What do you do to survive if winter lasts four months, with sunny daytime temperatures that hover around the freezing point, nighttime chill factor temps as low as -40°, and no official holidays between New Year’s and Easter?
If you live in Ottawa, Canada’s capital, you enjoy Winterlude, the continent’s greatest and most varied winter frolic. It lasts for two weeks every February, with the main events taking place on weekends, so as to be accessible to as many participants as possible. There is something for everyone, and hundreds of thousands come from Canada and abroad to enjoy the good fun.
The “world’s longest rink” – a five mile section of the Rideau Canal – is open daily for skating, and also features amateur hockey games, sledge hockey, outdoor curling, and outdoor exhibitions by world figure skating champions. There are also snowshoe races, hot air balloon rides, and a grueling winter triathlon.
Across the Ottawa River in Hull there is a children’s playground with snow slides, sleigh and dogsled rides, and children’s theatre. Cross-country ski races (“loppets”) of up to 30 miles challenge top international competitors. For indoor spectators there are Major Junior, college and “Senators” NHL hockey, professional lacrosse, figure skating extravaganzas, and rock concerts. Cultural activities, as provided by the National Arts Centre Orchestra, the Corel Centre, the diplomatic corps, Ottawa’s two universities and its many national museums also play major roles.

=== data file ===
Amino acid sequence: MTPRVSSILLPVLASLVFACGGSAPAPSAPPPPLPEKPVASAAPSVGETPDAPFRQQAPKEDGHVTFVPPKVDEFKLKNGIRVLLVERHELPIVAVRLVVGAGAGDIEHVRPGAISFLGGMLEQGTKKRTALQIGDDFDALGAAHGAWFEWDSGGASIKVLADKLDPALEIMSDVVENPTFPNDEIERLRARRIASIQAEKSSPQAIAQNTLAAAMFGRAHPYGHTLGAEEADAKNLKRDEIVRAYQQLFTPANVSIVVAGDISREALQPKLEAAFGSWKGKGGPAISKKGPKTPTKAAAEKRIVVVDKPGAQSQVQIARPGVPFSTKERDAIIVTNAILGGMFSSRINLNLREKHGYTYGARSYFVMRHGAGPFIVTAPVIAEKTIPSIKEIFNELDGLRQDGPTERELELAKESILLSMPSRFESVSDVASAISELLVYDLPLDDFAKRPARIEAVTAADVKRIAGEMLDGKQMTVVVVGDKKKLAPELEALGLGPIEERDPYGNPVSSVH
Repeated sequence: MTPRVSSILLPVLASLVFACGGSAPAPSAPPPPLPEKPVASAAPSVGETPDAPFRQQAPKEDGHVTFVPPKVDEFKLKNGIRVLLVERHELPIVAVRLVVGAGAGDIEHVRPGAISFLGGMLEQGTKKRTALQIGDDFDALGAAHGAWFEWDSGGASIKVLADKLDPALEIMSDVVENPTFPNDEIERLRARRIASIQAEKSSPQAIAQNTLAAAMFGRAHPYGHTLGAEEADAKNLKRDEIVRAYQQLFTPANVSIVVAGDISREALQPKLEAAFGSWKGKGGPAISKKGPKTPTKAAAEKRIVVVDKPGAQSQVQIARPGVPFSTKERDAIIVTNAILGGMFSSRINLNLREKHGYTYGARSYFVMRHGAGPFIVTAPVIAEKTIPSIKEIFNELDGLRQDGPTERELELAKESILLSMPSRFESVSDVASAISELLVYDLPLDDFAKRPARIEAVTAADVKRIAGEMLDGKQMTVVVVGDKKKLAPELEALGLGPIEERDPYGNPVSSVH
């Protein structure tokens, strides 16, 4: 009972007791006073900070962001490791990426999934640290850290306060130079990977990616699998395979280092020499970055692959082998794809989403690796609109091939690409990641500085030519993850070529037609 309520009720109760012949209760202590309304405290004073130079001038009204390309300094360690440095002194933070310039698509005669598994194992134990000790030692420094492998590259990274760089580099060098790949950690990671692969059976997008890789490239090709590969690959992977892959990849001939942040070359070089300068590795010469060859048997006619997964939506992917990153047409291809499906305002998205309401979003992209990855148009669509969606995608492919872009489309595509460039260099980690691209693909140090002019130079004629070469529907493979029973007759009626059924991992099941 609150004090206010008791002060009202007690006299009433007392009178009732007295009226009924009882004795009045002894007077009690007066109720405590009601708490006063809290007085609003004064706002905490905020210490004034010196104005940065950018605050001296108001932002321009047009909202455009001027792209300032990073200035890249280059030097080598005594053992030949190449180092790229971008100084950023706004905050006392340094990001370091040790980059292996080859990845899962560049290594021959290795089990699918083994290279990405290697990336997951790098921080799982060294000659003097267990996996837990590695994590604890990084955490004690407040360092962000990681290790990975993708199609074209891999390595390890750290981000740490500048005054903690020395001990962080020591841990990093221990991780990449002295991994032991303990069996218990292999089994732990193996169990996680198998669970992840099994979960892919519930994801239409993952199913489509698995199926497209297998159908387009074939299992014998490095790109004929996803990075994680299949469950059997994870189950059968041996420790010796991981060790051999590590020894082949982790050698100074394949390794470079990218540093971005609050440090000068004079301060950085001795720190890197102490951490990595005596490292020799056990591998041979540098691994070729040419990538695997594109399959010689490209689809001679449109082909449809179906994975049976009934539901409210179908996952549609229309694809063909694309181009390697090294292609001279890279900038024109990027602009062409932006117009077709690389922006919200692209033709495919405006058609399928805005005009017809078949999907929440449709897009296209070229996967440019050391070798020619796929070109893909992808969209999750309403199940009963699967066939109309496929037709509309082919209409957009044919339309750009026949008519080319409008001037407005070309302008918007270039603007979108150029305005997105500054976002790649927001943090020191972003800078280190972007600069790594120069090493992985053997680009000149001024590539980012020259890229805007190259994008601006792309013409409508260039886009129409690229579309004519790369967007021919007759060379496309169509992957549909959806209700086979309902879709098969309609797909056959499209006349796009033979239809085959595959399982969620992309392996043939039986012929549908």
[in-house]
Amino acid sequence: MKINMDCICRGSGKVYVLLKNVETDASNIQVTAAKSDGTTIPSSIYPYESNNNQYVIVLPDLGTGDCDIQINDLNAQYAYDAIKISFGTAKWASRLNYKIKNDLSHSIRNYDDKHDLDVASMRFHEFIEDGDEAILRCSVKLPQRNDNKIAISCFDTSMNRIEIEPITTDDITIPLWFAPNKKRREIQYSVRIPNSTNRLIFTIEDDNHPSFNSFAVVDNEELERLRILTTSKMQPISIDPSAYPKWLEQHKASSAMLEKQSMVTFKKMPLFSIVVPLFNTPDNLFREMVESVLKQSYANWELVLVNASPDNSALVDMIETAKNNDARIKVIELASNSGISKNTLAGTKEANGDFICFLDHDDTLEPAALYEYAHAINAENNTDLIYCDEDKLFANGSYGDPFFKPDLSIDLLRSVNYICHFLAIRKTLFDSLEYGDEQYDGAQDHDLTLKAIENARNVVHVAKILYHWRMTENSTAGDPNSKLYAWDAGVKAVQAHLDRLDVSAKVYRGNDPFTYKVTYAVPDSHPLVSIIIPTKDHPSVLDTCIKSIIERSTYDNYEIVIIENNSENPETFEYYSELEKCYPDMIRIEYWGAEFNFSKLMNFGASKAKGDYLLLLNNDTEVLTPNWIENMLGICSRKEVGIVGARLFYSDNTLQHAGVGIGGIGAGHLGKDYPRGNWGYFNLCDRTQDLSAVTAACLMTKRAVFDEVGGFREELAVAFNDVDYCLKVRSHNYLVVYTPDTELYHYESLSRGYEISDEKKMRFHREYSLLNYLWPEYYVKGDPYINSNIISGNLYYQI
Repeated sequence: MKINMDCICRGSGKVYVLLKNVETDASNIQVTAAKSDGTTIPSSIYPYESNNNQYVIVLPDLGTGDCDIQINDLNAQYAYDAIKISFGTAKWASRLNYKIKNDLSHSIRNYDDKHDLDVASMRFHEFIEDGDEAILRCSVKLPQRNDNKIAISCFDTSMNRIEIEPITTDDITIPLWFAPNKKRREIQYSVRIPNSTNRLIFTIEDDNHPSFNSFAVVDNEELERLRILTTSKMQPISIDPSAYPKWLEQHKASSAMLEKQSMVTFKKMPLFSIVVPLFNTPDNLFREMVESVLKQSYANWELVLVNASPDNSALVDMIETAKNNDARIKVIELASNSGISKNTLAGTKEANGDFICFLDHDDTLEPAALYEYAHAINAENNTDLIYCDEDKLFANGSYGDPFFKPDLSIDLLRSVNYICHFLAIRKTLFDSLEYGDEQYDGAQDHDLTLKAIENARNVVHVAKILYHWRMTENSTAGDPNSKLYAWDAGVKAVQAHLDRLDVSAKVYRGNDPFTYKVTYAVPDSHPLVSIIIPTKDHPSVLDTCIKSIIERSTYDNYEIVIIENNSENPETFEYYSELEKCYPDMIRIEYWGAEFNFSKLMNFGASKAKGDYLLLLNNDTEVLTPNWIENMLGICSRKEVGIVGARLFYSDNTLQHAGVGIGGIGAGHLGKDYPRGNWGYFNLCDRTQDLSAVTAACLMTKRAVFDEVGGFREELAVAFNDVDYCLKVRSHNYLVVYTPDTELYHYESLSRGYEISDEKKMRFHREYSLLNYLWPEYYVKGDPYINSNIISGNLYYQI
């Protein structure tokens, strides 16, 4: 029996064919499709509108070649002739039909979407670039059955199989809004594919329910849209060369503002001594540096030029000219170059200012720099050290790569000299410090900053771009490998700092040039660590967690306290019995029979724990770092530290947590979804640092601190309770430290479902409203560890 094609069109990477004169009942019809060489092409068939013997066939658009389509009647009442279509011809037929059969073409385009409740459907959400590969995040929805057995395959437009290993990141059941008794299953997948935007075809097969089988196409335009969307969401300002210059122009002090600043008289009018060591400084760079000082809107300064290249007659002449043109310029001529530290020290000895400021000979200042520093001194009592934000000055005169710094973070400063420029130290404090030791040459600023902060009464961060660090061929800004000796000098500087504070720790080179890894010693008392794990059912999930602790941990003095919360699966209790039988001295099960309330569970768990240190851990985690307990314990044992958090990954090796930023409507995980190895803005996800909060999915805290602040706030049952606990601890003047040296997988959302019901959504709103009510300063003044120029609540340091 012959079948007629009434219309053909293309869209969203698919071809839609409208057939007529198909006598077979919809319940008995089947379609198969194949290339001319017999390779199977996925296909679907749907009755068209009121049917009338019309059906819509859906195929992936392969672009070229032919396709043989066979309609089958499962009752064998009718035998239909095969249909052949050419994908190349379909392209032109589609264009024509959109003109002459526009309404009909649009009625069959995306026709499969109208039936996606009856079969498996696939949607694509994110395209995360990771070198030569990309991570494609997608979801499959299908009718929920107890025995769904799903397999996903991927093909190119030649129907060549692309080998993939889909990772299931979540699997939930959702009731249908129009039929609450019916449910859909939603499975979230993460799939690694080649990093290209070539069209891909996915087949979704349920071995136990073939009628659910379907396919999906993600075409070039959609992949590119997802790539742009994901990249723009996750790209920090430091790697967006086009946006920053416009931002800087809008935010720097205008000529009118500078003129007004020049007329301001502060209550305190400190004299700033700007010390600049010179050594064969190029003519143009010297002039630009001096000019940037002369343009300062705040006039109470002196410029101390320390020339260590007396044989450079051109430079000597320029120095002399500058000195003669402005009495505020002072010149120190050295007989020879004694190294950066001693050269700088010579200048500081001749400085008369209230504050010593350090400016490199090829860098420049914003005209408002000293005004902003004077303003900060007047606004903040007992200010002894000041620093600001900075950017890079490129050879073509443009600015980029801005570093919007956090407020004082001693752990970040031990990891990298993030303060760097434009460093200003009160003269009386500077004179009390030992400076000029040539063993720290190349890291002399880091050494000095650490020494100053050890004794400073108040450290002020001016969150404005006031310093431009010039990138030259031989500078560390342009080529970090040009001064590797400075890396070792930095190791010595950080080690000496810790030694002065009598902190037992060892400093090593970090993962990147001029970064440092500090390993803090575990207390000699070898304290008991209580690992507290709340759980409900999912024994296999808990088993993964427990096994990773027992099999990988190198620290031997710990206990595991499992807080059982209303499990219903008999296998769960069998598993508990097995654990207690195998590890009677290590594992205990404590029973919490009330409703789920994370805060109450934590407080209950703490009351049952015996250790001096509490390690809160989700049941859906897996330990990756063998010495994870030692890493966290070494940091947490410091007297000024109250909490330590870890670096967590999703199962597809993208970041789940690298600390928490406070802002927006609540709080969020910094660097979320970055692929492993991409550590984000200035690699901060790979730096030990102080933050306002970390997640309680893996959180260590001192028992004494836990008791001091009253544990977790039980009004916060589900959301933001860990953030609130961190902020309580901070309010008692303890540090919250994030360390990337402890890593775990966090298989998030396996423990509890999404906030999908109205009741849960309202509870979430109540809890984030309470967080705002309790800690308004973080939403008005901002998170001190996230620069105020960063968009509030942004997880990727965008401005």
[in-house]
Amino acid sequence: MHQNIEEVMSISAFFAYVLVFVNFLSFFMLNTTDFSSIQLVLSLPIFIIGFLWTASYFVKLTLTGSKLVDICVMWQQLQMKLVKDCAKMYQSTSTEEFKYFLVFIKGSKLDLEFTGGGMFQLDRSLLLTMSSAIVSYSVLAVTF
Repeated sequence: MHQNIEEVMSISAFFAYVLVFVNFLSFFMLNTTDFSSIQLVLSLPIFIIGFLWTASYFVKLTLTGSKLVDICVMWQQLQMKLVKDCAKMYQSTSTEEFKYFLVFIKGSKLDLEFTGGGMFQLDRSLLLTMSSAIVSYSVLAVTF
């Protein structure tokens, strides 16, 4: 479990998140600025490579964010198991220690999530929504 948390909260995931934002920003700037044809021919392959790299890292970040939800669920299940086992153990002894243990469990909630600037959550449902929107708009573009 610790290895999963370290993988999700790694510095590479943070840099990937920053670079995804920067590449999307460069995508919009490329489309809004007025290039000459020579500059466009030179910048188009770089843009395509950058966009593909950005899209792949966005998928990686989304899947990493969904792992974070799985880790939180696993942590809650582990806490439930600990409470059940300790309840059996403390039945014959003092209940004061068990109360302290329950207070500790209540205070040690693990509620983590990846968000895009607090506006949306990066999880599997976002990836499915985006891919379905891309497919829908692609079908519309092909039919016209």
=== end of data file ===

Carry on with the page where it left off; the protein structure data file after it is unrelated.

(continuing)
In honour of their centennial year, the central theme in 2001 was Australia. The friendly “Aussies” provided a film festival, chamber orchestra, aboriginal dance, music and storytelling, and art and photo exhibits. They also created the sculptures which are the festival’s main focal point.
Snow and ice sculpting are probably the most unique features of Winterlude. Working in below freezing temperatures, every year sculptors from around the world transform hundreds of tons of ice blocks into glittering works of art near City Hall.
This year, the Australians created a pair of 15-foot boxing kangaroos, an enormous model of the famous Sydney opera house, a koala in a tree, giant boomerangs, and more. Across the street a “crystal garden” came alive with dozens of gorgeous 6 to 10 foot ice sculptures on a wide variety of themes of the artists’ choice.
On nearby Parliament Hill, the 13 provinces and territories vied to produce the finest snow sculptures in one day, using giant 12 by 12 by 16 foot blocks of snow placed there for that purpose.
Winter may be cold in Ottawa, but with Winterlude it’s certainly not dull!
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